There were many who were horrified when HP announced that they would be spinning off or selling their PC division in August. But that was when HP was led by then CEO Leo Apotheker, who tried to change the direction in which HP was heading -- out of the hardware business.
Apotheker was widely criticized for wanting to turn HP into a wholly solutions company, not unlike IBM. The chatter only got worse when critics found out they overpaid for UK software company, Autonomy.
Apotheker was removed as CEO, and Meg Whitman was placed in charged of the company. According to a report by Mashable, Whitman has decided that perhaps spinning off or selling HP's growing PC business, -- which now leads second place Lenovo and third place Dell -- isn't a move she ought to take.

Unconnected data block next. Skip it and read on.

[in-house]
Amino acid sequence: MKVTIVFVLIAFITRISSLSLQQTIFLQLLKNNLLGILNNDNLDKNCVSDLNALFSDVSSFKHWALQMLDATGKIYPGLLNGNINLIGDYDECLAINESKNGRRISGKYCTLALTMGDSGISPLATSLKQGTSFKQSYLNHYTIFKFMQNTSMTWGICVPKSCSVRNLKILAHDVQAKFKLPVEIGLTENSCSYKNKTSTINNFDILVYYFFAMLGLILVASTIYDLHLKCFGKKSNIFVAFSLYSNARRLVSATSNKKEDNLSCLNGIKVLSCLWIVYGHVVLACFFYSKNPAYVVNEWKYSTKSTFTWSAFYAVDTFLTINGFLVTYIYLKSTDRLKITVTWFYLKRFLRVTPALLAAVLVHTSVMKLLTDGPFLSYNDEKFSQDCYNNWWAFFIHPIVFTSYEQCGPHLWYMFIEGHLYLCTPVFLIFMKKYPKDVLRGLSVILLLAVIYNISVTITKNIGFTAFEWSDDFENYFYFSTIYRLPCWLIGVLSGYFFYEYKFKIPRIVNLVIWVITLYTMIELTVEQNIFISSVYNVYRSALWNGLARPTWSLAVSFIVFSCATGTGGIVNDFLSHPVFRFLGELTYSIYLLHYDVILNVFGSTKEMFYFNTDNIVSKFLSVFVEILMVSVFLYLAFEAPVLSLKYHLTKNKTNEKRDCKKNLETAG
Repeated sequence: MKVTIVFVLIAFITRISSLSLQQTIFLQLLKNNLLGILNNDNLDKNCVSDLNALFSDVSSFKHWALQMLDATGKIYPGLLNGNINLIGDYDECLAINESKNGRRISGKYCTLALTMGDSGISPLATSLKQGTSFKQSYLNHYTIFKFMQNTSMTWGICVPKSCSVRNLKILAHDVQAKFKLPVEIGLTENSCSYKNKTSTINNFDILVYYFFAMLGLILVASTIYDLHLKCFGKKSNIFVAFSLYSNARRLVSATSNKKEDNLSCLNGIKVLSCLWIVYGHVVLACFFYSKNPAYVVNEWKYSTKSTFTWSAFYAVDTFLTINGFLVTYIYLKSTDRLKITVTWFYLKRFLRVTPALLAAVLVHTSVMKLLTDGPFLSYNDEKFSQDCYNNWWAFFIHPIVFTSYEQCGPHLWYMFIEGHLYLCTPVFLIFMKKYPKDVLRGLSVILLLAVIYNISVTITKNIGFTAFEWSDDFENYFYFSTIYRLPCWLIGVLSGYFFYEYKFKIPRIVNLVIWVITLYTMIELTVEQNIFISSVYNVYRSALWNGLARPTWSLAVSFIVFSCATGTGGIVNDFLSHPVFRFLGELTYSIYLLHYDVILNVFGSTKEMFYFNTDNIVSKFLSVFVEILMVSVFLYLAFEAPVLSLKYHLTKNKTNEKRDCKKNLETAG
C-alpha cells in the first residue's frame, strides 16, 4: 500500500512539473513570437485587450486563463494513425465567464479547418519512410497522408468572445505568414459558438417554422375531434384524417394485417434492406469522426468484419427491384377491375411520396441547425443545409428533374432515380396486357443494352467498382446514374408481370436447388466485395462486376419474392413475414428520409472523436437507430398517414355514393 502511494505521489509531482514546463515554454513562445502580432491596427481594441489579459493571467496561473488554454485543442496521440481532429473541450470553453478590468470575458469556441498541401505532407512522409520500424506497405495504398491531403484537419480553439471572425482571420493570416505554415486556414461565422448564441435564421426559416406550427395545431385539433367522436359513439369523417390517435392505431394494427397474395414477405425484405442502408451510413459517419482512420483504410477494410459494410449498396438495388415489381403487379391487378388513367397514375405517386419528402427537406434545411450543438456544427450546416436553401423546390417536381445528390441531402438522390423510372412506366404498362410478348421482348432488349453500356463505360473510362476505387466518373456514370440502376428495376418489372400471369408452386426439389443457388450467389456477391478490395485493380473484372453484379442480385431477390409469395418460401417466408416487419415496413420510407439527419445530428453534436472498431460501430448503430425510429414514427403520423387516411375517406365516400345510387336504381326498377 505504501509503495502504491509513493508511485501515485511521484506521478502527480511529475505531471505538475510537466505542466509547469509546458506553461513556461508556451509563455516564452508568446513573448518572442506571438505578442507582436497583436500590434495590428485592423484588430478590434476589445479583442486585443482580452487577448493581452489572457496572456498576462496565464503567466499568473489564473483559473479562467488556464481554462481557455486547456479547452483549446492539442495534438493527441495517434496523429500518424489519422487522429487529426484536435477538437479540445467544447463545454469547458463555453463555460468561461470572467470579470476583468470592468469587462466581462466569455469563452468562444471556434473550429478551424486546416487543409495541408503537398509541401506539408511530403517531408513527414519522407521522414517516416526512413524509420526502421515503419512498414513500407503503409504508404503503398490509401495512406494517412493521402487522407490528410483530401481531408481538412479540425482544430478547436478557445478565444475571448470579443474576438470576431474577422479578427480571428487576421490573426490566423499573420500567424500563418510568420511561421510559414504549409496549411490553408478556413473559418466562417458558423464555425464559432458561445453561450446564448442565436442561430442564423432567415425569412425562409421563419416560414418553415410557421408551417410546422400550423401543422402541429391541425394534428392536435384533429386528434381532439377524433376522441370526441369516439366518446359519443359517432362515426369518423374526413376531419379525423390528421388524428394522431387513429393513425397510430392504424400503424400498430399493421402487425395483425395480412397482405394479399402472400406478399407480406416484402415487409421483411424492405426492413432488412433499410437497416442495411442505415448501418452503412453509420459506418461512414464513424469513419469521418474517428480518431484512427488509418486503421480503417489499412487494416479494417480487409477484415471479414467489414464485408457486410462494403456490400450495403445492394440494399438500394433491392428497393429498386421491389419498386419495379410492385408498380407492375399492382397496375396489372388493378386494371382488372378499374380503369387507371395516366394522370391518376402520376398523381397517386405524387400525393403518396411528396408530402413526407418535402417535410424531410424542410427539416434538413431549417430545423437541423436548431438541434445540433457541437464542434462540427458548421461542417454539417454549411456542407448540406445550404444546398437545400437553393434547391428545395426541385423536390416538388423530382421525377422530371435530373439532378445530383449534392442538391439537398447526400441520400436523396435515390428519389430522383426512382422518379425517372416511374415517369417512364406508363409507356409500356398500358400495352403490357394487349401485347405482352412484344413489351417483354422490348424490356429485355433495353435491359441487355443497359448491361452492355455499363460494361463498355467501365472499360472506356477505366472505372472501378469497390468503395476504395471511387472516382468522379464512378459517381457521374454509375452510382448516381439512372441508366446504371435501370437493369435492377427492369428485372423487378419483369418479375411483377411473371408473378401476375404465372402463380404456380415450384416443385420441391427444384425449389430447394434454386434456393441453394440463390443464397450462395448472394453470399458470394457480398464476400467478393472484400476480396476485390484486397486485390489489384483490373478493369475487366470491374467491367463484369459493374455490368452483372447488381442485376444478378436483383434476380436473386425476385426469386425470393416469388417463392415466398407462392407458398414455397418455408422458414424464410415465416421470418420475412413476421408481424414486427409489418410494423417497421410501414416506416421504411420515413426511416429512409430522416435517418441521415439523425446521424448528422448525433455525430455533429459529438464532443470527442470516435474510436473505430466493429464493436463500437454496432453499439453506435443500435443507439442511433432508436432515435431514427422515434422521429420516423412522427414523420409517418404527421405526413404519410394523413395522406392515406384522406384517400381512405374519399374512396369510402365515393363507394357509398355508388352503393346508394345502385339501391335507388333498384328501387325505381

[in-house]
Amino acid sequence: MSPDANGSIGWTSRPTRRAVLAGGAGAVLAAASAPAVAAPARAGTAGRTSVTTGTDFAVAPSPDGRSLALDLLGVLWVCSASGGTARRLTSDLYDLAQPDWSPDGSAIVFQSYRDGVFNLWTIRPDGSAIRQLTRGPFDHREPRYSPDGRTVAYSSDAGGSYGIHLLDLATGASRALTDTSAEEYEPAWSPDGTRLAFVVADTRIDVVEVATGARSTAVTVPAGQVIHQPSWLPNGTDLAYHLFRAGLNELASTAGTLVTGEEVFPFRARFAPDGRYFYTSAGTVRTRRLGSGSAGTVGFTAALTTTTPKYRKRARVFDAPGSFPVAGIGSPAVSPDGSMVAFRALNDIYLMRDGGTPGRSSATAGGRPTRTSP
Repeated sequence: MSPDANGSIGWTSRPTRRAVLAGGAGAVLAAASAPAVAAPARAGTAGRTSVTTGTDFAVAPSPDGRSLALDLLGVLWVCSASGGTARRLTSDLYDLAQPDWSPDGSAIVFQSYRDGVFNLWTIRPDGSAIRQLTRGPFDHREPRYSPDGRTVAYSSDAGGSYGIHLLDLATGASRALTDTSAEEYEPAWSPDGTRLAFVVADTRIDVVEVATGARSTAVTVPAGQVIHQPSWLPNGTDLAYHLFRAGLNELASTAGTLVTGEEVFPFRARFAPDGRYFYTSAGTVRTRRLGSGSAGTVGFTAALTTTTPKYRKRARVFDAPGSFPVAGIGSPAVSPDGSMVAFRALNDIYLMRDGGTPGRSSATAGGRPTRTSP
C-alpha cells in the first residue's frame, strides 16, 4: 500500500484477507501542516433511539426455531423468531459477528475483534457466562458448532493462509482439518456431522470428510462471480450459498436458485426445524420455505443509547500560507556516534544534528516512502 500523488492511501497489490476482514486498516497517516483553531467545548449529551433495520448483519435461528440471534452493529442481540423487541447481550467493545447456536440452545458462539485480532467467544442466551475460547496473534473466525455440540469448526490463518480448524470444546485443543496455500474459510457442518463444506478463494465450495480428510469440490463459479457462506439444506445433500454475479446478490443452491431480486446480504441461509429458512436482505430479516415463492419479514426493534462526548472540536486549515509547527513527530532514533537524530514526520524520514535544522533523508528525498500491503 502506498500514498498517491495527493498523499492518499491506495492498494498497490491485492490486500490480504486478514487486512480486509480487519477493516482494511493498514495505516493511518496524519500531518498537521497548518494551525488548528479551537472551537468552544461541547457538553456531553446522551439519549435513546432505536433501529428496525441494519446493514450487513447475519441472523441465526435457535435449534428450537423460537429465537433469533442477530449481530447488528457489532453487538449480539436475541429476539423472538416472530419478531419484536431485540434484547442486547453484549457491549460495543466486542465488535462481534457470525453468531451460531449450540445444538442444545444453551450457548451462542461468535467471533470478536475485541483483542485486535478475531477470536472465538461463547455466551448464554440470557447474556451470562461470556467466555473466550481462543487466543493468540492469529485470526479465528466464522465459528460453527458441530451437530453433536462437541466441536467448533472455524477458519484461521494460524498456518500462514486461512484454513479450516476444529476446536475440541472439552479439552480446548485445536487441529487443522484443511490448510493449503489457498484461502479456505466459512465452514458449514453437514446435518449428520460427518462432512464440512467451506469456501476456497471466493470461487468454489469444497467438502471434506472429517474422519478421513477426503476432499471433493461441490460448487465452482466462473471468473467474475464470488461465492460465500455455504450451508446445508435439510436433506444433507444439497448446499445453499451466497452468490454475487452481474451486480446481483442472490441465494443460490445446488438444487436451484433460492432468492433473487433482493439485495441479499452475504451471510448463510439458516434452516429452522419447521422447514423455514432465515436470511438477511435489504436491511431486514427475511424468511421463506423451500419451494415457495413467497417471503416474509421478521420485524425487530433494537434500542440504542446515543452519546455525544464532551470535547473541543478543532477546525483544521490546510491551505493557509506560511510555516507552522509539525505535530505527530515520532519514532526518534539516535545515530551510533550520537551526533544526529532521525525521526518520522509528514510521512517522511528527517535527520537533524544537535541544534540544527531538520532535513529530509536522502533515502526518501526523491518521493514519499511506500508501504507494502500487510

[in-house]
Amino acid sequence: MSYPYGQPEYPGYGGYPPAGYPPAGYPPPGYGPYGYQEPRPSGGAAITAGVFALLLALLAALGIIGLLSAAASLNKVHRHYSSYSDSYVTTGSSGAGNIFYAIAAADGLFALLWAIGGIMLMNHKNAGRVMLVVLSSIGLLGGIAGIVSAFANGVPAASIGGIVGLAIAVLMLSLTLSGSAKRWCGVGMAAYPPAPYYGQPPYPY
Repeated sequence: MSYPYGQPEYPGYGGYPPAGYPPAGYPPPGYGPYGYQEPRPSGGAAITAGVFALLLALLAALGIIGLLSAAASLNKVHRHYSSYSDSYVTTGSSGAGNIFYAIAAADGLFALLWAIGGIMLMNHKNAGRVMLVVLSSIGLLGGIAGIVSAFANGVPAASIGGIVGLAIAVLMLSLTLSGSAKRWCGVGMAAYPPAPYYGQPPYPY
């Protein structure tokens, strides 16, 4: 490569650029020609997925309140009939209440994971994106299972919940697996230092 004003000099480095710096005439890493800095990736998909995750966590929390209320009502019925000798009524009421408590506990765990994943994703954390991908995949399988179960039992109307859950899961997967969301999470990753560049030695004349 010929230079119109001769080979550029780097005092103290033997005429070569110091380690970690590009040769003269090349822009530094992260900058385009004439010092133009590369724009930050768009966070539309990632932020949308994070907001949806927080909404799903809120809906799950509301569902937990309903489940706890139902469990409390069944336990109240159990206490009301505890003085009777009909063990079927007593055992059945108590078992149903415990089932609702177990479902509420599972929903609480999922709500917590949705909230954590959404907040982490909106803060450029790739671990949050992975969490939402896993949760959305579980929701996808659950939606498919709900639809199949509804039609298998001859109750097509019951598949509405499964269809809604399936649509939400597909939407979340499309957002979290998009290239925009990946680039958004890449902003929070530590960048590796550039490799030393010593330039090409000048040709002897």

HP released a press statement to inform the media that it has now decided that selling or spinning off the PC business isn't a strategy that they want to take now, and that it wouldn't be "right for customers and partners, right for shareholders, and right for employees," Whitman said.
Mashable also quoted HP's PR manager of social media strategy, who mentioned on his blog that the company spent countless man hours trying to work out how removing the PC business would affect the company.
“As part of HP, PSG will continue to give customers and partners the advantages of product innovation and global scale across the industry’s broadest portfolio of PCs, workstations and more,” said Todd Bradley, executive vice president, Personal Systems Group, HP. “We intend to make the leading PC business in the world even better.”